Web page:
I've been meaning to write this all summer. Pictured here at left is a Picard combination scythe hammer, and a very nice little Peddinghaus combination scythe hammer. In my peening manual, I rave about what a great peening hammer the Picard Company makes. Excellent steel and hardness, and I like the camber of the hammer face and cross-peen better than the Peddinghaus. I received my first shipment of Picard hammers in 2007, and I picked out a hammer for myself, and sanded the face and the cross-peen smooth, with 320 and 400 grit wet/dry sandpaper. I've been using the same hammer ever since.
Every year I get a new Picard catalog, and each year it has a letter in front assuring me that even though energy and steel prices have risen considerably, Picard is doing it's best to keep prices down for it's retailers.This summer it has come to my attention that Picard hasn't been fully finishing the cross-peen end anymore. Skipping this extra step is a cost saving measure, I guess. Unfortunately this makes the cross-peen end essentially unusable on an Austrian scythe blade. An Austrian scythe blade has three curves, if you recall, and the cross-peen side of the peening hammer is used when peening the top side of the blade, with the bottom side resting on a wide anvil. In this situation, the hammer face cannot be straighter than the scythe blade, otherwise the corners of the cross-peen will dent the blade. Even if you generally peen your scythe blade with a narrow anvil and a wide faced hammer, you will still need to use a cross-peen hammer and a wide anvil, in order to repair cracks, as described in Peter Vido's chapter on repairs in the Scythe Book.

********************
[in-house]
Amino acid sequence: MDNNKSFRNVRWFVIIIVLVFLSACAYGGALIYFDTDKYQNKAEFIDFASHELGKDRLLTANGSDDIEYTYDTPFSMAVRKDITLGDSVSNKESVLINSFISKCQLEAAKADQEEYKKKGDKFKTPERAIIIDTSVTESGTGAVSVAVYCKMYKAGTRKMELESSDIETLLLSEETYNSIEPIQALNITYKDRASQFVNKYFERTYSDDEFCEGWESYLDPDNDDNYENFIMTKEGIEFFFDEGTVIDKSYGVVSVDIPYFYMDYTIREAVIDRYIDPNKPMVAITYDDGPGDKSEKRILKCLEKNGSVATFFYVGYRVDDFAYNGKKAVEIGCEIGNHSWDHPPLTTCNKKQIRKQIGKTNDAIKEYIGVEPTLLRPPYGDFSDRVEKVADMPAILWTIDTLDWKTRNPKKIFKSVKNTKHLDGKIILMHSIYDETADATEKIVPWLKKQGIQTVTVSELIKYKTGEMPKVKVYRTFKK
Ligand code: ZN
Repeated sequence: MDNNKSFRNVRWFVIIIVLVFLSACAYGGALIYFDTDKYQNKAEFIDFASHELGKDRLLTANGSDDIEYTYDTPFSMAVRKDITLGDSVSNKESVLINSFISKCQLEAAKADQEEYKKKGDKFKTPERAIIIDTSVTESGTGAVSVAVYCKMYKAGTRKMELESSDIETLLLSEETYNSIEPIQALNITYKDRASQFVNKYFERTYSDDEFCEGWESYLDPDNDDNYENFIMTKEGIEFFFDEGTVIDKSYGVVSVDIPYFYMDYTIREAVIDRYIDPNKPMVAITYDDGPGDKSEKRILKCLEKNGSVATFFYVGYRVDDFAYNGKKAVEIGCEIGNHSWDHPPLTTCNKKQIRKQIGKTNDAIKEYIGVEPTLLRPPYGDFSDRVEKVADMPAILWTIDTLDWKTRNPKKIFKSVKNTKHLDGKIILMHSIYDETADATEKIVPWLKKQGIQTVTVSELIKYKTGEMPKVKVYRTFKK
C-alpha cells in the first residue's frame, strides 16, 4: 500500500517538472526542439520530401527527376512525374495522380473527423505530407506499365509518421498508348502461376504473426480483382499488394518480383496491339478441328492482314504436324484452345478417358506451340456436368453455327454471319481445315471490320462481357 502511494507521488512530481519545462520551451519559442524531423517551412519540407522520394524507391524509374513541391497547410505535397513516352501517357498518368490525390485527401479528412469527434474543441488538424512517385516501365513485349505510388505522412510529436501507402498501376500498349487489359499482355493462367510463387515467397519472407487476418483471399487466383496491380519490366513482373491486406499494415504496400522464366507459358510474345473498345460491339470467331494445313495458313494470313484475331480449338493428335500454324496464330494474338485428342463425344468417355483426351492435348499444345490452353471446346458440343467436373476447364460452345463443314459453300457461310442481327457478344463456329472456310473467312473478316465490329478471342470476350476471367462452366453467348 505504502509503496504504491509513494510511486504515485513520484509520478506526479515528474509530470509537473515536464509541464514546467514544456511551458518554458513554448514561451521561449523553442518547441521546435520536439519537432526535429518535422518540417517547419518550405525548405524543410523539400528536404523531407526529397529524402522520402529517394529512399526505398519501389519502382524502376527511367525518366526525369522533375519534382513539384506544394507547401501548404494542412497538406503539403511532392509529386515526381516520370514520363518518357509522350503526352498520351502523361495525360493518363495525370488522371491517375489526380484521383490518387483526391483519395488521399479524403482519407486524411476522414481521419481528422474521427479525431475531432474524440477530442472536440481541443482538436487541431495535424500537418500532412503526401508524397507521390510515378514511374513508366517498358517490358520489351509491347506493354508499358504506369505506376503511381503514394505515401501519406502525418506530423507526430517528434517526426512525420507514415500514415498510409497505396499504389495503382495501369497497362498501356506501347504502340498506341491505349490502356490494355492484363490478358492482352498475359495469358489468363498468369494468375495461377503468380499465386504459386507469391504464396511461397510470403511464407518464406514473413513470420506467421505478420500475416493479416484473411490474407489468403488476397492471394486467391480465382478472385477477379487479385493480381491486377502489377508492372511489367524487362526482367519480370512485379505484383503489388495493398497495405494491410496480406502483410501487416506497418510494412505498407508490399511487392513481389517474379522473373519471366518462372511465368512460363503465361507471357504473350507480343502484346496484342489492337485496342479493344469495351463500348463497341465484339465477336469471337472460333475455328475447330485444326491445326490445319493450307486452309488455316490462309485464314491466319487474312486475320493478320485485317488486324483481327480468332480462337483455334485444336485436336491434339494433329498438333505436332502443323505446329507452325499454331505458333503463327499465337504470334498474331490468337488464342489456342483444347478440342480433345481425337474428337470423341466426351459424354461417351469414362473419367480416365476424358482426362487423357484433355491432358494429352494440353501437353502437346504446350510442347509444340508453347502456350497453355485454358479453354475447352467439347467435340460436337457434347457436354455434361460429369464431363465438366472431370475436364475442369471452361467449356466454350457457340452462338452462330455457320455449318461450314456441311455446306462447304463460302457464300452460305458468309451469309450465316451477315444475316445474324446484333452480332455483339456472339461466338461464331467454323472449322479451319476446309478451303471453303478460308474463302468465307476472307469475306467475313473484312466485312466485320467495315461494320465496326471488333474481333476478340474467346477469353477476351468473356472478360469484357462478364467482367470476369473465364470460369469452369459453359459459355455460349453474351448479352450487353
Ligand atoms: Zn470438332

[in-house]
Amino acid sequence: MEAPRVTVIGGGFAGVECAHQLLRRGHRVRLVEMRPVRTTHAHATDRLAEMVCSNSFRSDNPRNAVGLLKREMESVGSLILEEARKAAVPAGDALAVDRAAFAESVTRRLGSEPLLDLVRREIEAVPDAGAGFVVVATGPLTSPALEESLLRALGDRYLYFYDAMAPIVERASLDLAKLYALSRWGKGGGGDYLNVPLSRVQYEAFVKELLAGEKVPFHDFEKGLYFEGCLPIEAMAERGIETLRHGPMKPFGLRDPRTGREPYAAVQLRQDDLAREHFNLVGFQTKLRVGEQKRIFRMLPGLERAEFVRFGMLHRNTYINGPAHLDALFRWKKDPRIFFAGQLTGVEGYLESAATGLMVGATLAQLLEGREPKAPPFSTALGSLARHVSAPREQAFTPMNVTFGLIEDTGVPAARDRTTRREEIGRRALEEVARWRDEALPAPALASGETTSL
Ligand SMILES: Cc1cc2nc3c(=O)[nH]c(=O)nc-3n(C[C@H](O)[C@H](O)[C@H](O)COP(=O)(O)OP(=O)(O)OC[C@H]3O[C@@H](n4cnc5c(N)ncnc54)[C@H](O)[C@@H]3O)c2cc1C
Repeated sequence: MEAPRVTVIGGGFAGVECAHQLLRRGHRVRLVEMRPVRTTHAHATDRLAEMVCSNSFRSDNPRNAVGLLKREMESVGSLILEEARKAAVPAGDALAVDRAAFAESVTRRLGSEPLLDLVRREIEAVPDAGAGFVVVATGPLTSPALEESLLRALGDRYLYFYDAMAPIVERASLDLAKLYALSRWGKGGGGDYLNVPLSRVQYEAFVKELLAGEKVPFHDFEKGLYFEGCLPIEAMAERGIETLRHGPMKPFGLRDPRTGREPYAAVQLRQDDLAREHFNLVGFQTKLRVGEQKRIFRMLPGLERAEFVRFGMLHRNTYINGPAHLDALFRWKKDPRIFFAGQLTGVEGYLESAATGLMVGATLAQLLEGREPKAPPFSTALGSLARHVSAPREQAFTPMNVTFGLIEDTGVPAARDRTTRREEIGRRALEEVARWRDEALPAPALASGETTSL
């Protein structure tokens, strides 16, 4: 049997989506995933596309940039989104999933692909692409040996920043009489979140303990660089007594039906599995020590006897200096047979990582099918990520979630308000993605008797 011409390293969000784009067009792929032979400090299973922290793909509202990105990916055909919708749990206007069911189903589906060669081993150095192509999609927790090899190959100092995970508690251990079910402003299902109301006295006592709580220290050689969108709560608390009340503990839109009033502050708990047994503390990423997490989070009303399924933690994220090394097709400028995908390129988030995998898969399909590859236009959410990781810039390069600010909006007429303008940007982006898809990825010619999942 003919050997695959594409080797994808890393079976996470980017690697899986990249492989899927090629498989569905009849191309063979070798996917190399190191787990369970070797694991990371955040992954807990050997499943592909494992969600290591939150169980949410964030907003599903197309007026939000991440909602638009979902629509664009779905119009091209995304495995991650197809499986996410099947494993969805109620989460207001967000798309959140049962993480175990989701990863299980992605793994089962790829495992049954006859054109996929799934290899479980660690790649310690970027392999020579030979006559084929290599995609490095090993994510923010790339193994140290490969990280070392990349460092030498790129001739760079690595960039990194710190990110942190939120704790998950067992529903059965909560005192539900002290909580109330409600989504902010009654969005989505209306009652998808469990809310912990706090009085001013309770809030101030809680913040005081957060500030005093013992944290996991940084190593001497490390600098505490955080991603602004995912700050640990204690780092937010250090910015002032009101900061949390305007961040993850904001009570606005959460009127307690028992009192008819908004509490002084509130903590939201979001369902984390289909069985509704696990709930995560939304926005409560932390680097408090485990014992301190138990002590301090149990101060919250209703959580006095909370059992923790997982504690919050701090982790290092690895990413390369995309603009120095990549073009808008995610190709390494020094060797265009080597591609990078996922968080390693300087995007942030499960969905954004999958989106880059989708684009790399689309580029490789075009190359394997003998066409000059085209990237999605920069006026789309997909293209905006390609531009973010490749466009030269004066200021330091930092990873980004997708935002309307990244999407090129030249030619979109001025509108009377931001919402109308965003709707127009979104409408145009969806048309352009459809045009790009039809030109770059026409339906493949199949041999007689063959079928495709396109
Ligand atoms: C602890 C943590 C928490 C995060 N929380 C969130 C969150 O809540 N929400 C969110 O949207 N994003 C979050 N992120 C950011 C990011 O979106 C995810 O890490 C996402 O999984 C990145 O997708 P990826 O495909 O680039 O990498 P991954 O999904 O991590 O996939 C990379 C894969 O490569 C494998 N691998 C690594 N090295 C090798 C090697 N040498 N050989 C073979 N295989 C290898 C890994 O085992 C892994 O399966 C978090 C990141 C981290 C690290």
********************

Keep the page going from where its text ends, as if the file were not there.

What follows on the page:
I sincerely apologize to those of you that bought a hammer from me, with a straight cross-peen. I know it is very inconvenient to have to regrind the hammer yourself, but this can be done on a common bench grinder, and it will give you the opportunity to customize the amount of curve that you want to give it. Now that I have noticed, I have my peening hammers re-ground for you, before I sell them.
Pictured above are the cross-peen end of three scythe hammers. The one on the left is a brand new Picard hammer. In the middle is a re-ground Picard hammer, and on the right is the factory-finished cross-peen end of a Peddinghaus hammer. Like the narrow anvil, the cross-peen must be rounded back-and-forth, but also from side-to-side. The hammer on the left is rounded back-and-forth, but it's completely straight from side-to-side. Pictured in the middle is how I prefer the cross-peen to be curved from side-to- side, for most situations. The Peddinghaus on the right, is too curved for my liking for repairing cracks, but I find it very handy for correcting waves, or loss of tension, in the blade.
The Wide Face
As long as we're at it, let's discuss the camber or convexity of the wide face of the combination scythe hammer. The hammer in the background is a brand new Picard hammer. In the middle is my old Picard hammer, polished with sandpaper. In the foreground is the Peddinghaus.
If you are re-surfacing your peening hammer, the camber of the hammer face in the middle is what I recommend.
(To be continued...)